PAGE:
July 30, 2008
On Friday, July 25, 2008, the Bureau of Customs and Border Protection (CBP) in the Department of Homeland Security proposed significant changes in the rules that it applies to determine the country of origin for a variety of purposes, including the country of origin marking rules that generally require that all imported articles (or their containers) be marked with their country of origin. In the past CBP has generally applied a "substantial transformation" principle in determining the country of origin of articles produced using parts, components or materials from countries other than the country in which the articles are produced. An exception to the use of this "substantial transformation" principle has involved imports from the NAFTA countries, Canada and Mexico, and most textile products, which have been subject to a fundamentally different "tariff shift" approach to determining country of origin. Under the "tariff shift" approach, the country of origin depends upon whether the parts, components or materials sourced in the other country or countries and used to produce the finished article are classified in different provisions in the Harmonized Tariff Schedules of the United States (HTSUS) than the HTSUS provision in which the finished article is classified. (The particular "tariff shift" rules depend upon the classification of the finished article.) CBP is now proposing (as it did earlier in the mid 1990s) to apply the "tariff shift" rules for all country of origin determinations, unless otherwise specified.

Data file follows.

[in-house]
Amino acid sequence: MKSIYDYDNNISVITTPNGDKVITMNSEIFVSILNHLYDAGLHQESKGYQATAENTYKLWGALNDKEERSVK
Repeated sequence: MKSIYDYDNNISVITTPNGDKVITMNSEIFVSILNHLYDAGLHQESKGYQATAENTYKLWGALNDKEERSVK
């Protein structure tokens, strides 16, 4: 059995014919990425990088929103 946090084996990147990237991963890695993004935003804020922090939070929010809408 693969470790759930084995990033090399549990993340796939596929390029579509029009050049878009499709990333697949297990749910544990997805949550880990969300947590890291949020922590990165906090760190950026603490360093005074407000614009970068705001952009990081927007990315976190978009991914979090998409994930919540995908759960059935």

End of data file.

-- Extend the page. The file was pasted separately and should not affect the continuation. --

CBP has justified the proposed general application of the "tariff shift" rules on the grounds that these rules are less "subjective" than the substantial transformation standard and will result in country of origin determinations that are more "objective and predictable." However, the proposed rules could create significant legal and practical issues for importers, and could also significantly affect country of origin determinations for articles with constituent parts, components or materials sourced in countries other than the country in which the articles are produced. As noted, the proposal involves both the country of origin marking rules and a variety of other country of origin determinations, some affecting import duties. Accordingly, importers will have to analyze the effects of the proposed rules on their procedures for determining country of origin for marking and other purposes, and the extent to which the proposed rules affect the marking of imported products and other aspects of their operations.
CBP is accepting comments on the proposed rules, currently due Tuesday, September 23, 2008.
Gibson, Dunn & Crutcher’s lawyers are available to assist in addressing any questions you may have concerning the proposed CBP country of origin marking rules. Please contact the Gibson Dunn attorney with whom you work, Donald Harrison (202-955-8560, email@example.com) or Chris Wood (202-955-8595, firstname.lastname@example.org) in the firm’s Washington, D.C. office, or any member of the International Trade Regulation and Compliance Practice Group.
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